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Title: Effect of processing on crude fat and beta-carotene content in three sweet potato varieties
Authors: Chingwaru, Doreen Valerie
Keywords: Sweet potato
Food security
Issue Date: 2018
Publisher: Midlands State University
Abstract: Sweet potato (Ipomoea batatas) is one of the crops being considered for the diversification of the staple diet to enhance food security in Zimbabwe in the face of climate change and economic challenges. One of the hurdles preventing adoption of sweet potato as a staple food is its short shelf-life. There has been a call to explore means of preserving sweet potato hence increasing its shelf-life and one method of preservation is processing sweet potato into flour. However, this method has not been embraced because the effect of processing on sweet potato nutrient content is not known. A study was carried out to determine the effect of two methods of post-harvest processing (oven-drying and sun-drying) on fat and beta-carotene content of sweet potato in line with the ZIM ASSET clusters on food security under value addition and beneficiation. Three sweet potato cultivars -Chingovha (crème-fleshed), Germany II (white-fleshed) and Resisto (orangefleshed) were studied. The Soxhlet extraction method was used for fat content determination and the beta carotene content was determined using spectrophotometry. Sun-dried Germany II retained the highest fat content (0.09±.002g/100g) after processing. The fat content was below the threshold required for absorption of beta-carotene by the body (5g/100g). Resisto and Chingovha retained similar fat contents (0.02±.002g/100g – 0.04±.004g/100g). There were significant differences in fat content across the three cultivars and between fresh and processed sweet potato (ANOVA p<0.05). Resisto retained the most beta-carotene (8.33±0.039 mg/100g) after processing whereas Chingovha and Germany II had similar beta-carotene contents (0.7±0.039 – 0.75±0.039 mg/100g). There were significant differences in beta-carotene content across the three cultivars (ANOVA p<0.05) which lied between Resisto and Chingovha (Tukey multiple comparisons p=0.00) and between Resisto and Germany II (Tukey multiple comparisons p=0.00). Beta-carotene content in all three cultivars was converted to meet the average daily beta-carotene content intake requirements called Retinol Activity Equivalents (RAE) at a ratio of 1 µg/100g beta-carotene: 12 µg/100g RAE. Resisto had a RAE of 694-697.5µg/100g which met the average daily intake requirements for males and females aged 0-13 (400-600µg/100g). Resisto must be grown on a large scale because of its high beta-carotene content. Chingovha and Germany II had beta-carotene contents below the required RAE of 400 µg/100g therefore they need artificial fortification. When eating sweet potato, an accompaniment with a dietary fat of 3-5g/100g must be consumed for intestinal absorption of beta-carotene. Resisto was the best in terms of beta-carotene content after processing, therefore it is the most suitable cultivar for food security. Both sun-drying and ovendrying had similar effects on beta-carotene content although sun-drying yielded less losses in fat content in Resisto and Germany II, therefore sun-drying is a more effective method to use for sweet potato processing.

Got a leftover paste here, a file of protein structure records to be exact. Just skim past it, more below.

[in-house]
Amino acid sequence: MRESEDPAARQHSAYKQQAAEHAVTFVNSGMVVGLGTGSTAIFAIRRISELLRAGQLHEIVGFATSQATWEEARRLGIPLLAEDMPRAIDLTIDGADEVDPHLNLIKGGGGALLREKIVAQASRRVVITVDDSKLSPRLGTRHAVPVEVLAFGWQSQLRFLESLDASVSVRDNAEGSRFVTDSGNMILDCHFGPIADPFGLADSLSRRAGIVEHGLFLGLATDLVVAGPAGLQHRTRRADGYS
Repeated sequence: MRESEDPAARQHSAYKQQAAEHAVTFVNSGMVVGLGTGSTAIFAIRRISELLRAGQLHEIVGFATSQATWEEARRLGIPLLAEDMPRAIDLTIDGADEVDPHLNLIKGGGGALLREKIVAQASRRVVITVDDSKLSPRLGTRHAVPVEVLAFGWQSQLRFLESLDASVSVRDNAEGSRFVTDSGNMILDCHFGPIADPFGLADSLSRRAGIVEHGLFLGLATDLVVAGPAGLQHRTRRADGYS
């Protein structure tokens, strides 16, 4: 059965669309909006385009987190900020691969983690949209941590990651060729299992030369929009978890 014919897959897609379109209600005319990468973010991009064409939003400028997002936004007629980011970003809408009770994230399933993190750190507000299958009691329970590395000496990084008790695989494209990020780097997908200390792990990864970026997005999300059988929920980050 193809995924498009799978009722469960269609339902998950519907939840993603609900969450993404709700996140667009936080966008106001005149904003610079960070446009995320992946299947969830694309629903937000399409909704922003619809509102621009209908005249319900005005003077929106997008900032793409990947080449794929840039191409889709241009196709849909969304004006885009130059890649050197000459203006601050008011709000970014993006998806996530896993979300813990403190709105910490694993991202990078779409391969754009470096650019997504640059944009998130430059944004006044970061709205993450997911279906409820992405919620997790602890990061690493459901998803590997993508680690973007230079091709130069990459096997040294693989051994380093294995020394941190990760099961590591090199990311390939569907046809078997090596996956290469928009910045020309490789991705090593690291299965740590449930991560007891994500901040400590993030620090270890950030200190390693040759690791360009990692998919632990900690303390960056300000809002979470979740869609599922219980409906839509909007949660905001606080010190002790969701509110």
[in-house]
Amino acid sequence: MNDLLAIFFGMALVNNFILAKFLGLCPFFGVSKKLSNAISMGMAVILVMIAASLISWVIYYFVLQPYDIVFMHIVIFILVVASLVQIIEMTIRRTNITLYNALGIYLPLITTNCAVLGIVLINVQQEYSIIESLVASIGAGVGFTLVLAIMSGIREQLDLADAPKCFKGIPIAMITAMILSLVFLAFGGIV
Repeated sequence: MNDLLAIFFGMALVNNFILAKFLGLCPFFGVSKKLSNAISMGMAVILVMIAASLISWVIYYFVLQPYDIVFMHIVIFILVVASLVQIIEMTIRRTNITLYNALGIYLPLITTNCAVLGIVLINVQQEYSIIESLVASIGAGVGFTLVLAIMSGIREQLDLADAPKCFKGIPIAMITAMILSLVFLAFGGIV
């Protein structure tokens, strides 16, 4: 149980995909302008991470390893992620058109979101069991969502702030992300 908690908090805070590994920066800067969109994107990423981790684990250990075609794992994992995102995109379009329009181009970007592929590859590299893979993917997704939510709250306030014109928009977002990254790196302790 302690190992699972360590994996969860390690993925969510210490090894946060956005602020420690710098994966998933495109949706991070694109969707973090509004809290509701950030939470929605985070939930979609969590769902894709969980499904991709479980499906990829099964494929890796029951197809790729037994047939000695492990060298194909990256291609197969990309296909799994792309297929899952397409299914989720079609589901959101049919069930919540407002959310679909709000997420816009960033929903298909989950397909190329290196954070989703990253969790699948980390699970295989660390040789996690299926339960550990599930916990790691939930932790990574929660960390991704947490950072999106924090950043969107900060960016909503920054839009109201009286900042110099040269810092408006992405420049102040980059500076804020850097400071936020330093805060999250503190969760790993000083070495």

Appears in Collections:Bachelor Of Science In Applied Biosciences And Biotechnology Honours Degree

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